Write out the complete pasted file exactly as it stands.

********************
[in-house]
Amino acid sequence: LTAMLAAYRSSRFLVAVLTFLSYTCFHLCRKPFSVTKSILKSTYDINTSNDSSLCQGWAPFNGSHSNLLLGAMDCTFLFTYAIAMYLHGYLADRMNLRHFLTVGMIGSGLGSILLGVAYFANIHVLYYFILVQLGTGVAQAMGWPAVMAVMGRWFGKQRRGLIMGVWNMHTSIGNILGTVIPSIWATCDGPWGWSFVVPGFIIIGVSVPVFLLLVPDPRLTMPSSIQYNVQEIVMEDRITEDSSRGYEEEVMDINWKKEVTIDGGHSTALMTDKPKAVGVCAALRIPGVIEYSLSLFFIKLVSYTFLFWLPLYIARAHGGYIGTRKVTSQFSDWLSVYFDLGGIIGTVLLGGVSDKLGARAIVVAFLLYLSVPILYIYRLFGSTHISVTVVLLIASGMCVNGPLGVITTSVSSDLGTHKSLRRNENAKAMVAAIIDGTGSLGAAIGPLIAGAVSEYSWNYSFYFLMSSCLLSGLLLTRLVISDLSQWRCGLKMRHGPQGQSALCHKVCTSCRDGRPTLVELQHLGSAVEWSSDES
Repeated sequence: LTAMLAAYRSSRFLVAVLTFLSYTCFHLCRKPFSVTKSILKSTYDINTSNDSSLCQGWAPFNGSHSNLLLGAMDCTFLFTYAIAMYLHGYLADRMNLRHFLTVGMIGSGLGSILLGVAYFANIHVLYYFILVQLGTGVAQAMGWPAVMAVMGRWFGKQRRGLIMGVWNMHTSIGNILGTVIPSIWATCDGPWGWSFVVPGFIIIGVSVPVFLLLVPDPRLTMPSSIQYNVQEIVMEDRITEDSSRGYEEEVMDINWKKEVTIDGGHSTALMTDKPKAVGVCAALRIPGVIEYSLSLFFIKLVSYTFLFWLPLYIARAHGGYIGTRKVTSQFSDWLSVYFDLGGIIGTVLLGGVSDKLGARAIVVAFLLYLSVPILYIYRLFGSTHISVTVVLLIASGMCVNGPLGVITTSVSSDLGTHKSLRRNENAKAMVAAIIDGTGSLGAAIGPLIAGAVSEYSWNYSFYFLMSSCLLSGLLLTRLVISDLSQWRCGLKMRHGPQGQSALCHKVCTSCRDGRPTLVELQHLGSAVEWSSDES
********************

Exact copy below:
[in-house]
Amino acid sequence: LTAMLAAYRSSRFLVAVLTFLSYTCFHLCRKPFSVTKSILKSTYDINTSNDSSLCQGWAPFNGSHSNLLLGAMDCTFLFTYAIAMYLHGYLADRMNLRHFLTVGMIGSGLGSILLGVAYFANIHVLYYFILVQLGTGVAQAMGWPAVMAVMGRWFGKQRRGLIMGVWNMHTSIGNILGTVIPSIWATCDGPWGWSFVVPGFIIIGVSVPVFLLLVPDPRLTMPSSIQYNVQEIVMEDRITEDSSRGYEEEVMDINWKKEVTIDGGHSTALMTDKPKAVGVCAALRIPGVIEYSLSLFFIKLVSYTFLFWLPLYIARAHGGYIGTRKVTSQFSDWLSVYFDLGGIIGTVLLGGVSDKLGARAIVVAFLLYLSVPILYIYRLFGSTHISVTVVLLIASGMCVNGPLGVITTSVSSDLGTHKSLRRNENAKAMVAAIIDGTGSLGAAIGPLIAGAVSEYSWNYSFYFLMSSCLLSGLLLTRLVISDLSQWRCGLKMRHGPQGQSALCHKVCTSCRDGRPTLVELQHLGSAVEWSSDES
Repeated sequence: LTAMLAAYRSSRFLVAVLTFLSYTCFHLCRKPFSVTKSILKSTYDINTSNDSSLCQGWAPFNGSHSNLLLGAMDCTFLFTYAIAMYLHGYLADRMNLRHFLTVGMIGSGLGSILLGVAYFANIHVLYYFILVQLGTGVAQAMGWPAVMAVMGRWFGKQRRGLIMGVWNMHTSIGNILGTVIPSIWATCDGPWGWSFVVPGFIIIGVSVPVFLLLVPDPRLTMPSSIQYNVQEIVMEDRITEDSSRGYEEEVMDINWKKEVTIDGGHSTALMTDKPKAVGVCAALRIPGVIEYSLSLFFIKLVSYTFLFWLPLYIARAHGGYIGTRKVTSQFSDWLSVYFDLGGIIGTVLLGGVSDKLGARAIVVAFLLYLSVPILYIYRLFGSTHISVTVVLLIASGMCVNGPLGVITTSVSSDLGTHKSLRRNENAKAMVAAIIDGTGSLGAAIGPLIAGAVSEYSWNYSFYFLMSSCLLSGLLLTRLVISDLSQWRCGLKMRHGPQGQSALCHKVCTSCRDGRPTLVELQHLGSAVEWSSDES